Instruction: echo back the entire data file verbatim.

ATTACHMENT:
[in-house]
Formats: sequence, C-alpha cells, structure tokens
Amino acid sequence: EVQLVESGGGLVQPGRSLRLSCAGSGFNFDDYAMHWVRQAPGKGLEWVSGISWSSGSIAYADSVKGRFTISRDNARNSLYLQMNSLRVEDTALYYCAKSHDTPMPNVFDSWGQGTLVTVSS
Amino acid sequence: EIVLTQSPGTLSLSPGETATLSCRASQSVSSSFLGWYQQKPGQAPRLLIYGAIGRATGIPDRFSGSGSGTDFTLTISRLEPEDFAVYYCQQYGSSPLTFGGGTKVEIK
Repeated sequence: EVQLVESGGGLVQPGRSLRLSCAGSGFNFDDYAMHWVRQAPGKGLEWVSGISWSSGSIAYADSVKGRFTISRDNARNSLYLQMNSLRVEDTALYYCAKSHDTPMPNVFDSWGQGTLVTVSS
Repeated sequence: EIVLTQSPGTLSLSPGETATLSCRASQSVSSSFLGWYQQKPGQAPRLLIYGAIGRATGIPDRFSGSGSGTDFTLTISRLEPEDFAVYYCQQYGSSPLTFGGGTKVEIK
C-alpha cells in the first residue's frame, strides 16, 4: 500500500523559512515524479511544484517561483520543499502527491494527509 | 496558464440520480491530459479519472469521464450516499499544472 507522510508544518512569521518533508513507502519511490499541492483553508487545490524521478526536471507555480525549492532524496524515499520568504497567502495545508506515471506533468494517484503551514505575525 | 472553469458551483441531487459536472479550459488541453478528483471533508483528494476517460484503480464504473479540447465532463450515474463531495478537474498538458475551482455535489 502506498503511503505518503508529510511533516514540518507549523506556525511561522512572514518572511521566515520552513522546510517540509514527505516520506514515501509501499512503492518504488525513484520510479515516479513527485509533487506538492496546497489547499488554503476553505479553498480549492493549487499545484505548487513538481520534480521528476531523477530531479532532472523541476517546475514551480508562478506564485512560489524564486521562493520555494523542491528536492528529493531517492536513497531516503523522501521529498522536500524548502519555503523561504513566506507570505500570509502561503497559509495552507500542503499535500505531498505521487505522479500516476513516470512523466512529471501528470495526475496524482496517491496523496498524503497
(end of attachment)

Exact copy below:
[in-house]
Formats: sequence, C-alpha cells, structure tokens
Amino acid sequence: EVQLVESGGGLVQPGRSLRLSCAGSGFNFDDYAMHWVRQAPGKGLEWVSGISWSSGSIAYADSVKGRFTISRDNARNSLYLQMNSLRVEDTALYYCAKSHDTPMPNVFDSWGQGTLVTVSS
Amino acid sequence: EIVLTQSPGTLSLSPGETATLSCRASQSVSSSFLGWYQQKPGQAPRLLIYGAIGRATGIPDRFSGSGSGTDFTLTISRLEPEDFAVYYCQQYGSSPLTFGGGTKVEIK
Repeated sequence: EVQLVESGGGLVQPGRSLRLSCAGSGFNFDDYAMHWVRQAPGKGLEWVSGISWSSGSIAYADSVKGRFTISRDNARNSLYLQMNSLRVEDTALYYCAKSHDTPMPNVFDSWGQGTLVTVSS
Repeated sequence: EIVLTQSPGTLSLSPGETATLSCRASQSVSSSFLGWYQQKPGQAPRLLIYGAIGRATGIPDRFSGSGSGTDFTLTISRLEPEDFAVYYCQQYGSSPLTFGGGTKVEIK
C-alpha cells in the first residue's frame, strides 16, 4: 500500500523559512515524479511544484517561483520543499502527491494527509 | 496558464440520480491530459479519472469521464450516499499544472 507522510508544518512569521518533508513507502519511490499541492483553508487545490524521478526536471507555480525549492532524496524515499520568504497567502495545508506515471506533468494517484503551514505575525 | 472553469458551483441531487459536472479550459488541453478528483471533508483528494476517460484503480464504473479540447465532463450515474463531495478537474498538458475551482455535489 502506498503511503505518503508529510511533516514540518507549523506556525511561522512572514518572511521566515520552513522546510517540509514527505516520506514515501509501499512503492518504488525513484520510479515516479513527485509533487506538492496546497489547499488554503476553505479553498480549492493549487499545484505548487513538481520534480521528476531523477530531479532532472523541476517546475514551480508562478506564485512560489524564486521562493520555494523542491528536492528529493531517492536513497531516503523522501521529498522536500524548502519555503523561504513566506507570505500570509502561503497559509495552507500542503499535500505531498505521487505522479500516476513516470512523466512529471501528470495526475496524482496517491496523496498524503497